Commentary: Print Is a Medium on Steroids. Promote It as Such
What a curious thing to say, you think. You arise, brush your teeth, dress and leave the bedroom, only to be greeted by your children chanting, “He’s not dead, he’s not dead!” You wrinkle your brow in puzzlement. No, you aren’t dead, and you never were, at least not the last time you checked.
Off you go to work. No one at your workplace says anything strange, but others take up the cry. If you work on the loading dock, truck drivers seem surprised to see you when they arrive to pick up shipments. “I didn’t expect you to come here anymore,” one says. “I thought you were dead!”
Perhaps you work in sales. How frustrating it is to have your customers exclaim, “We heard that you were dead!” Some outright refuse to see you. “No, no, it can’t be him; he’s dead,” you hear one yell across the room to the receptionist as she denies you entry.
Another greets you with a look of genuine puzzlement. “We had heard you were dead,” he tells you. “Or at least deathly ill.” You have to admit that you’ve had some serious moments of sickness in the last few years. “I’m getting better, really,” you protest in a Monty Python-like manner, but your cries seem to fall on deaf ears.
This doesn’t happen on every sales call, but on enough to be discouraging. You can’t figure it out. You are clearly alive, yet as in a scene from “Catch-22,” many seem to have it on good authority that you are dead and nothing is going to change their minds.
That night as you unwind at a neighborhood cocktail party, you see old friends and try to make some new ones. When introduced to someone, they laugh and ask, “Aren’t you dead?” It is more of a statement than a question, as if everyone who is anyone knows that you are dead.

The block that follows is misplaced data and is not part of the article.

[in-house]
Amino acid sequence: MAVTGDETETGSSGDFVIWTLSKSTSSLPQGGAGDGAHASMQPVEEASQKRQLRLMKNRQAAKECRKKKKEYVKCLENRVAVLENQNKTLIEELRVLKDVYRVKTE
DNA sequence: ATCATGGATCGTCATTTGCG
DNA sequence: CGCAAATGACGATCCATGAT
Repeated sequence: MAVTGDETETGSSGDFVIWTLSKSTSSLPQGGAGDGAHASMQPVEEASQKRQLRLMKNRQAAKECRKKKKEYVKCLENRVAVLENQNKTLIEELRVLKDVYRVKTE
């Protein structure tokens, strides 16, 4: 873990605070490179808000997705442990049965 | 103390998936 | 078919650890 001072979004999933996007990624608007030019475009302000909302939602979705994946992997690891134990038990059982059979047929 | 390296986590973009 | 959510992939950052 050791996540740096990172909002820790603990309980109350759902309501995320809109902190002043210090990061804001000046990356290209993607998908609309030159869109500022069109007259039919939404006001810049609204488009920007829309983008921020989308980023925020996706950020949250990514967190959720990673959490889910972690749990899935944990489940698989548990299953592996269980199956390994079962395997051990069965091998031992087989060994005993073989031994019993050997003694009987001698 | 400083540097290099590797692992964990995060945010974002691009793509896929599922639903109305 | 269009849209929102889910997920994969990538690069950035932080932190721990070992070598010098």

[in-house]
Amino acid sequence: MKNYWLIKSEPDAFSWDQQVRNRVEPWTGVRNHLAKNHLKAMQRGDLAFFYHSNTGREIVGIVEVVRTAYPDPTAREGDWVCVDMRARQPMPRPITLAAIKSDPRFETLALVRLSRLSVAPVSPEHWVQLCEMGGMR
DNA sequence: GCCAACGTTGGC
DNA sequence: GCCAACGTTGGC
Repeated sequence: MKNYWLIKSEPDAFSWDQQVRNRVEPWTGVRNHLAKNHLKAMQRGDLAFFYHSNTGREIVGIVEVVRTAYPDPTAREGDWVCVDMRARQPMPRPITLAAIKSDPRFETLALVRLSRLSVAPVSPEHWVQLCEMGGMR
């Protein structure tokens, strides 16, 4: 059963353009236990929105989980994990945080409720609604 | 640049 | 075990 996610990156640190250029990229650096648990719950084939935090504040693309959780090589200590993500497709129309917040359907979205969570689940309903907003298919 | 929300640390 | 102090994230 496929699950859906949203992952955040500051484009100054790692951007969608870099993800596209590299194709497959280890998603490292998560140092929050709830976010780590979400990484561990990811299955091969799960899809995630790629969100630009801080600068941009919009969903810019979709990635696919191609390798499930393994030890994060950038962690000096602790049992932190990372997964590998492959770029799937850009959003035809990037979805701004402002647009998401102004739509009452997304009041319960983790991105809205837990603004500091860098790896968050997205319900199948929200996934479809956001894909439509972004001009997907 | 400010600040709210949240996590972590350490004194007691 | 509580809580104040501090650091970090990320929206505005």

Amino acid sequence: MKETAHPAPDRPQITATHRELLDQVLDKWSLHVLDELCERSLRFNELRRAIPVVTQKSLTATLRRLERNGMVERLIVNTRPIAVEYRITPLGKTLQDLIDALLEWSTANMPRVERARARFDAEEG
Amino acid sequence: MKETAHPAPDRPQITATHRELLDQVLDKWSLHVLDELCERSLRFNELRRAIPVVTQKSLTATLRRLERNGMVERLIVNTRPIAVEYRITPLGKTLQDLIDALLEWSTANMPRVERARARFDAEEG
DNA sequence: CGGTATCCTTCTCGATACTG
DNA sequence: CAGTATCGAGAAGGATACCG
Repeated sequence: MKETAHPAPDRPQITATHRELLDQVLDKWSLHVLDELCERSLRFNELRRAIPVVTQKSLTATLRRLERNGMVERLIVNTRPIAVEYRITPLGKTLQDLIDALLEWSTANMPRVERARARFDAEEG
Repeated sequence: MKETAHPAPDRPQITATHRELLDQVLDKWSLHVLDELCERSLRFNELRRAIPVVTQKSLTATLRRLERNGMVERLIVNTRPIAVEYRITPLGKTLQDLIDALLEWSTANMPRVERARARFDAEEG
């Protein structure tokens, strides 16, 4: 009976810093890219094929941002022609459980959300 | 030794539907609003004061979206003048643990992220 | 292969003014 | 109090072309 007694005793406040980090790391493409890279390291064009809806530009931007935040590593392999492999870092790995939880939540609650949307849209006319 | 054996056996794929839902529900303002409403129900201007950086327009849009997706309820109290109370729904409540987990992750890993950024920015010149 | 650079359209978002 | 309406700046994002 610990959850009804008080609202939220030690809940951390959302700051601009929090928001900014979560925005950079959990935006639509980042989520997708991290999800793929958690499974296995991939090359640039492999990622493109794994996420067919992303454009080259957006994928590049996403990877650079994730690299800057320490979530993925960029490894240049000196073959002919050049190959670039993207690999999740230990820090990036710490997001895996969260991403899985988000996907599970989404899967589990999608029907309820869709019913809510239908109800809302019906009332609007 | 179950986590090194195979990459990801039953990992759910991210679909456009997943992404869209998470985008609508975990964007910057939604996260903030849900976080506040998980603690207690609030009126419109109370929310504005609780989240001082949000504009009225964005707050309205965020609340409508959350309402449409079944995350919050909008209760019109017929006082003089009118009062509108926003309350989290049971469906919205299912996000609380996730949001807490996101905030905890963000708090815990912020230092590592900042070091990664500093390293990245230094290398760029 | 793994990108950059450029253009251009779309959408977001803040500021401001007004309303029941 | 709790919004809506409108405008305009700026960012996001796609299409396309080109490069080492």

Now imagine that this scenario repeats itself day-after-day in an eerily Groundhog Day-esque fashion. You’ve grown so used to this strange reaction from everyone that you begin to preempt them by announcing “I’m not dead!” whenever you enter a room.
The sad fact is that you have become so traumatized that you’ve begun to say this even to those who never insinuated that you might be dead. Your annual Christmas letter emphasizes the fact that you are not dead. You include your resting heart rate and blood pressure reading, certain that these statistics will convince people that you aren’t even a little bit dead.
While meeting with prospective customers you now begin your sales pitch by noting, “I’m not dead,” with a tinge of pride in your voice, as though this is your biggest selling point. Prospects who never once implied that you might be dead react, as one might expect, in a rather startled manner to this bald (and unnecessary) pronouncement.
Yes, this is a ridiculous scenario. It is also exactly what the printing business is doing to itself.
I’m not exaggerating. People are literally using the headline “Print Is Not Dead” in articles, postings and marketing collateral in a misguided attempt to spark interest in the medium of print. I monitor the trade press closely, and I’m getting tired of seeing this headline daily.
This won’t work. If you told everyone you meet “I don’t beat my wife,” pretty soon folks who never thought you did will begin to wonder if you do. If your wife ever gets a bruise, they’ll really suspect. Otherwise why would you be so vehement in your denials?
At the very least, we need to start selling print the way we should have been doing it all along: as the world’s most effective medium of communication and information.
The statistics are clear. The open rate for direct mail advertising, for example, surpasses email by several orders of magnitude. The retention rate for information in textbooks is significantly higher than for ebooks.
What great value propositions!
Print has demonstrated an unequaled resilience. It is a medium on steroids. Promote it as such, and you’ll live long and prosper. If you don’t take the positive approach, you might end up, well, dead.
Steve Johnson, president and CEO of Copresco in Carol Stream, Ill., is an executive with 40 years of experience in the graphic arts. He founded Copresco, a pioneer in digital printing technology and on-demand printing, in 1987. Email firstname.lastname@example.org or visit www.copresco.com